Schools wrestle with cell rules, are phones nuisance or valuable safety net?

April 23, 2007 at 3:04 am

ORLANDO SENTINEL

Published: April 23, 2007 

By Susan Jacobson | Sentinel Staff Writer

Zachary Grossman mowed lawns and did odd jobs to pay for his cell phone, which was glued to his ear for most of his 30-minute lunch on a recent day at Edgewater High.
“I could live without it, but it would be a lot harder,” said Zachary, a senior at the Orlando school.

Most young people apparently feel the same way. Several national surveys show that up to 80 percent of teens own cell phones, and nearly half use them at school.
To guard against phones interfering with learning, most Central Florida districts prohibit their use during school hours. Skepticism toward these teen toys continues even as parents, teachers and some principals push for looser restrictions.

Next month, the Volusia County School Board is expected to consider whether to relax its rules for middle and high schools and let each campus set its own cell-phone policy.
The change would codify a practice that DeLand High has been experimenting with for about a year. The school allows students to use their phones during class changes and at lunchtime.

Principal Mitch Moyer said his staff decided it was best to treat the students like young adults and trust them to obey the rules. Some teachers even allow pupils working silently on art projects or studying independently in class to listen to music on their iPods. For the most part, the plan has worked, Moyer said.

“We have to have a balance between what the parameters are for what’s acceptable and how to stay in touch with young people,” he said.

Many parents make the case that cell phones are essential in case of an emergency at school. After last week’s shooting rampage at Virginia Tech, phones lit up across the college campus as parents called to learn whether their children were safe.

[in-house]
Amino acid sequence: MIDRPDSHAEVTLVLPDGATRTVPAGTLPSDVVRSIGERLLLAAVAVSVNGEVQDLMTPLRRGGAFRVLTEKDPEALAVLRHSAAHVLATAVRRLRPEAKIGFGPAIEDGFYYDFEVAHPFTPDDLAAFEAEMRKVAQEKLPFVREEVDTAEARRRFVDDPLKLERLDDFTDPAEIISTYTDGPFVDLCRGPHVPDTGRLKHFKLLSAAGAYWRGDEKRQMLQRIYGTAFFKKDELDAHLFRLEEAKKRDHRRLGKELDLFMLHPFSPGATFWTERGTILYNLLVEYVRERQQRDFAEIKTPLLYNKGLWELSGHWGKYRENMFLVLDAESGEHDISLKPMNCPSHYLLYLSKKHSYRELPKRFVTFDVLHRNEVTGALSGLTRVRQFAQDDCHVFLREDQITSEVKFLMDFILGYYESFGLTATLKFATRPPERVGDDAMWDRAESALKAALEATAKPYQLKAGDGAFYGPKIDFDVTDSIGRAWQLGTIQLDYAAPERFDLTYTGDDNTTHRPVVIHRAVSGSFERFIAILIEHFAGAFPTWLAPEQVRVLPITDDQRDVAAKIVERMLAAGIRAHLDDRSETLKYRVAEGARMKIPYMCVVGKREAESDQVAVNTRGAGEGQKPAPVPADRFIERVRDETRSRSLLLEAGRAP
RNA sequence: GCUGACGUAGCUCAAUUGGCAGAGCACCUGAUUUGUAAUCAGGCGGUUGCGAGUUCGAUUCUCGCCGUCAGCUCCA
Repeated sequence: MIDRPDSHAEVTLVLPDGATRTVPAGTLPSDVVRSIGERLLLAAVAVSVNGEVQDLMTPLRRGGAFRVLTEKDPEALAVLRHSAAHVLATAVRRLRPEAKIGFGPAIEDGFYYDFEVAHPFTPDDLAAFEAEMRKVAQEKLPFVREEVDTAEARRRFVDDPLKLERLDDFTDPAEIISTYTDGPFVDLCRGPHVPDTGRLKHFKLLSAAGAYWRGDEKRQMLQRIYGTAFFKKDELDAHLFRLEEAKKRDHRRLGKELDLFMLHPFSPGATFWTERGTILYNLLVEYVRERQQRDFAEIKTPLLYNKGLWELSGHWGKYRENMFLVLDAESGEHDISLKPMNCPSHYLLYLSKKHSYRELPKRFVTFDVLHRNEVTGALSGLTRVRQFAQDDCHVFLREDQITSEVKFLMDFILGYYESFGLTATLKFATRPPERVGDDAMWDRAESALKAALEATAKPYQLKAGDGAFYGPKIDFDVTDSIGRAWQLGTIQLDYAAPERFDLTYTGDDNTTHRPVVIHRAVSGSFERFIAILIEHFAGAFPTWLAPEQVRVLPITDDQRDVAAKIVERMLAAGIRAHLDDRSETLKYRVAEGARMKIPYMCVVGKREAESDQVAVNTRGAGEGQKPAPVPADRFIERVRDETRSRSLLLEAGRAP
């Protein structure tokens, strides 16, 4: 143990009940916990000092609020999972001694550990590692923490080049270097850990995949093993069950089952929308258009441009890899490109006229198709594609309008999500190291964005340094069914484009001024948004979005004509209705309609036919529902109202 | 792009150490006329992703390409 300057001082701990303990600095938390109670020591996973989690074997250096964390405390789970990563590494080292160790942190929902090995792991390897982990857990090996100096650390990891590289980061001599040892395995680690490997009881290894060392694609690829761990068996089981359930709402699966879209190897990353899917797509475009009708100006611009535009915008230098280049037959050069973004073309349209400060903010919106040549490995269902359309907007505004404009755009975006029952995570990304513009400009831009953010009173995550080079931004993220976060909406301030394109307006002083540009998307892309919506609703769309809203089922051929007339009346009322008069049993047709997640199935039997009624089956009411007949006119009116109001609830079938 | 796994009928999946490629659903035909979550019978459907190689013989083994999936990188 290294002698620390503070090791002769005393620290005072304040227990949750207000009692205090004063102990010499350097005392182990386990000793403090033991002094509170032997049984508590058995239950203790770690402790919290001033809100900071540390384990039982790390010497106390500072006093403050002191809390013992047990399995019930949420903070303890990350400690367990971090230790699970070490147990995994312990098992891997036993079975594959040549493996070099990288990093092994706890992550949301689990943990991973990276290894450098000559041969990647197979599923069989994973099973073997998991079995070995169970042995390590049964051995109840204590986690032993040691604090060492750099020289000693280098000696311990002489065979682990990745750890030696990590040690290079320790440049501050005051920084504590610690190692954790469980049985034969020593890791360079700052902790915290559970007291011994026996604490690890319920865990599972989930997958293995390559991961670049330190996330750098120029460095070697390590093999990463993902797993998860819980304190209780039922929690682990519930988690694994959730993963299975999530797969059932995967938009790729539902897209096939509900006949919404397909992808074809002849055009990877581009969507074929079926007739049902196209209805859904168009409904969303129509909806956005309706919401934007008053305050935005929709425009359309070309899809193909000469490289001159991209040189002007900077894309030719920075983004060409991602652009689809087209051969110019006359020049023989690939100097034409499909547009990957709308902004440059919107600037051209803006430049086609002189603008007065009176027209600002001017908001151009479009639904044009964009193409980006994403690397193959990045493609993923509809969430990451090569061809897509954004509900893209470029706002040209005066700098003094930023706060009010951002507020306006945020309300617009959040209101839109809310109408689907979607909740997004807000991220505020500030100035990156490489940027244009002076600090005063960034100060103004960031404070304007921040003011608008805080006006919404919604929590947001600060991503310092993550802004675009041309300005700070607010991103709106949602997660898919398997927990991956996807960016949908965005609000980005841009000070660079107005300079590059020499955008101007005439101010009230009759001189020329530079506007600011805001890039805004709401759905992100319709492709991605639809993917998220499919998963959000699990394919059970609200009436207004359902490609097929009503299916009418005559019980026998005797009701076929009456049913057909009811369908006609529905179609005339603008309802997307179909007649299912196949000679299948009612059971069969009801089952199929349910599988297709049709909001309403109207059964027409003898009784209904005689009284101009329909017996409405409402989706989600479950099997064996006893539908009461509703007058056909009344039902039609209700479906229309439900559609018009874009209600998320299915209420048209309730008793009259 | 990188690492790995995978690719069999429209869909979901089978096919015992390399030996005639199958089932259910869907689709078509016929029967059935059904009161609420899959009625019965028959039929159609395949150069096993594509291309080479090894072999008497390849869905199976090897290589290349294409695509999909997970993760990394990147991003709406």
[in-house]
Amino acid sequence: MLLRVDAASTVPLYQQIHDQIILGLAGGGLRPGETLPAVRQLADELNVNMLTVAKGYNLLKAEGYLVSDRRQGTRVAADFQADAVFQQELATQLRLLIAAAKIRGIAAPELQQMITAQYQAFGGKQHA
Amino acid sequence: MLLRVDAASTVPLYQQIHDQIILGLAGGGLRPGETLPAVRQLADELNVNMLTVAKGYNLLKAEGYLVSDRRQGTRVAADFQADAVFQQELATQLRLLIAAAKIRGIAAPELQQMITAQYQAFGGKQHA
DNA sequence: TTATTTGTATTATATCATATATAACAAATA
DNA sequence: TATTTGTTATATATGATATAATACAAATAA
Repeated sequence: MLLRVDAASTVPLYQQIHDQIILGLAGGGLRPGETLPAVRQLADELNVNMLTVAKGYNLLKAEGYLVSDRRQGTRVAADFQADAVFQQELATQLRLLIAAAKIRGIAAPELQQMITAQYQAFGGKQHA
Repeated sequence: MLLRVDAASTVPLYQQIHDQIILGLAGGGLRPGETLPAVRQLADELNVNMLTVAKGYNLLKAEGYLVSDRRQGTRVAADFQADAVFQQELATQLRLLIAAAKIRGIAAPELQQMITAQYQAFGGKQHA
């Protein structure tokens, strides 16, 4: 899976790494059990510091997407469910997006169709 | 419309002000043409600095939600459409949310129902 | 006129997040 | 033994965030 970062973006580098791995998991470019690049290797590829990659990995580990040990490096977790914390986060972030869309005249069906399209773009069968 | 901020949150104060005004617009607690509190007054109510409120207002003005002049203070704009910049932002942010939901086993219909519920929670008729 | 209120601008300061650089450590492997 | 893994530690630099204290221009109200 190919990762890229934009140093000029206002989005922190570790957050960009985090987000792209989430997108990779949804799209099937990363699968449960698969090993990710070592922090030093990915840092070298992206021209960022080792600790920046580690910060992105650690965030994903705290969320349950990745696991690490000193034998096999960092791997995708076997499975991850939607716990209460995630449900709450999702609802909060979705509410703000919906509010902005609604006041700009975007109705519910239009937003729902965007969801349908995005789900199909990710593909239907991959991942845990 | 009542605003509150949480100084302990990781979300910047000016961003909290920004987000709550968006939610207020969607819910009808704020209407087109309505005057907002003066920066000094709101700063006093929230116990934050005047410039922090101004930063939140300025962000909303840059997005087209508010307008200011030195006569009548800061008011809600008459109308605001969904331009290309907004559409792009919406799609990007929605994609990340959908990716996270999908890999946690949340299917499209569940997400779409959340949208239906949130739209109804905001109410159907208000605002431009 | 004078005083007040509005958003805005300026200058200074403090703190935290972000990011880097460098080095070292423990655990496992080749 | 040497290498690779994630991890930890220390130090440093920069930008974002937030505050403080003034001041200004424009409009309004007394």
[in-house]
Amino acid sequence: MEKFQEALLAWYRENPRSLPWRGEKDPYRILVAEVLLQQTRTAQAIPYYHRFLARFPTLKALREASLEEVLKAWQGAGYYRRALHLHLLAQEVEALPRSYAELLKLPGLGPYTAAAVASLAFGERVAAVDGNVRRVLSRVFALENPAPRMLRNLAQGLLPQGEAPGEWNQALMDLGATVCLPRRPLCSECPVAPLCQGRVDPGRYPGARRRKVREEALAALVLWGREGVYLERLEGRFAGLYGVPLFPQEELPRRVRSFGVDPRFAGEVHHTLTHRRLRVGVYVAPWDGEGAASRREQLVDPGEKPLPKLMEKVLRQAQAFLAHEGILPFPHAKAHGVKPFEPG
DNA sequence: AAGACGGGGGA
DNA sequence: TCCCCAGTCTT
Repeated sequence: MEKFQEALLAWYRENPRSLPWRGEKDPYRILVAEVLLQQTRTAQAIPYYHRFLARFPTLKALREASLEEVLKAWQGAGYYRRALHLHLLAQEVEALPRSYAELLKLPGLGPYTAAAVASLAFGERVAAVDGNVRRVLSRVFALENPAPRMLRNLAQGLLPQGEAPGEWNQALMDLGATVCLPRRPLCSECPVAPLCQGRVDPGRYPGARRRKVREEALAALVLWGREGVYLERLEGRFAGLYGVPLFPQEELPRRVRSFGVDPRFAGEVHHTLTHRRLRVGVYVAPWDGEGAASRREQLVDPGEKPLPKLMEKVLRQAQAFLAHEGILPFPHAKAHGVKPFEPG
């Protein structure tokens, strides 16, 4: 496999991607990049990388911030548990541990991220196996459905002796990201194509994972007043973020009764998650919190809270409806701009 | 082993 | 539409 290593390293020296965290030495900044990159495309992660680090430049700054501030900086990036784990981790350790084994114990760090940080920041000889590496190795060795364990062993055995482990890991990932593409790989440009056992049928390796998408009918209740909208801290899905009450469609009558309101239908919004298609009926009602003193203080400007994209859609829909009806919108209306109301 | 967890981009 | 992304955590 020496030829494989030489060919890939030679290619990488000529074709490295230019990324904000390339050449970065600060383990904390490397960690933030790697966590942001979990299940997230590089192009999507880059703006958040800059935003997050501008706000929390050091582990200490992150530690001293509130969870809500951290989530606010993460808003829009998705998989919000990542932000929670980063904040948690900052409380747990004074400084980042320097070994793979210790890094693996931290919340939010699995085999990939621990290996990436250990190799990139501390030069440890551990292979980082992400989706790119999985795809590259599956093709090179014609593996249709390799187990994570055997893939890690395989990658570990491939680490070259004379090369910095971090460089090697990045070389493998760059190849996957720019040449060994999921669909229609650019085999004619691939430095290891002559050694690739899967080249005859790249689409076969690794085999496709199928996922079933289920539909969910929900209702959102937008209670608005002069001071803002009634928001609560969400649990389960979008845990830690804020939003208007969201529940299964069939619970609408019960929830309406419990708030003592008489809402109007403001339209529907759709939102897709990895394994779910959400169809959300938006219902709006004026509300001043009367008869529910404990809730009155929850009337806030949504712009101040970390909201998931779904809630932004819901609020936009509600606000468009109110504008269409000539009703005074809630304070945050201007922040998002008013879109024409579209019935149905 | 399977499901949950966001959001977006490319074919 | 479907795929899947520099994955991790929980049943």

Gamal Mack of east Orange County said he is glad his son, Omar, a freshman at University High School, had a cell phone when a student was stabbed to death on campus last October. Another student is on trial.

“I was very relieved when he [Omar] called,” said Mack, whose sister graduated from Virginia Tech. “Without these phones, parents may lose their minds in the case of an emergency situation, like what happened at Virginia Tech.”
Sense of comfort
Sally Seidel, chairwoman of the Volusia schools District Advisory Committee, said the Sept. 11 terror attacks convinced her that a cell phone for her daughter was a good idea. Now, she feels a sense of comfort knowing she can contact 14-year-old Heather at DeLand Middle School.

“Those kind of things weren’t happening when my 28-year-old was that age,” said Seidel, a mother of four girls. “We just don’t live in the June Cleaver days anymore. And children sometimes aren’t safe waiting outside of the school grounds anymore.”
Not all school districts agree.

After a rise in cyber-bullying using cell phones, the Palm Beach School Board last month decided to lobby the state to let districts banish the phones. A law passed in 2004 requires Florida districts to let students possess wireless-communications devices on school property and at school functions.

In Milwaukee, however, the school system banned cell phones in January after students used them to summon reinforcements to a brawl. Public schools in Chicago, New York City, Los Angeles and Boston forbid cell phones on campus because they cause distractions and can be used to cheat, call in bomb threats and make drug deals.
Various Central Florida school officials have complained in recent years about cell-phone problems: cheating by sending text messages, distracting rings in class and use of phone cameras to photograph students in locker rooms and restrooms.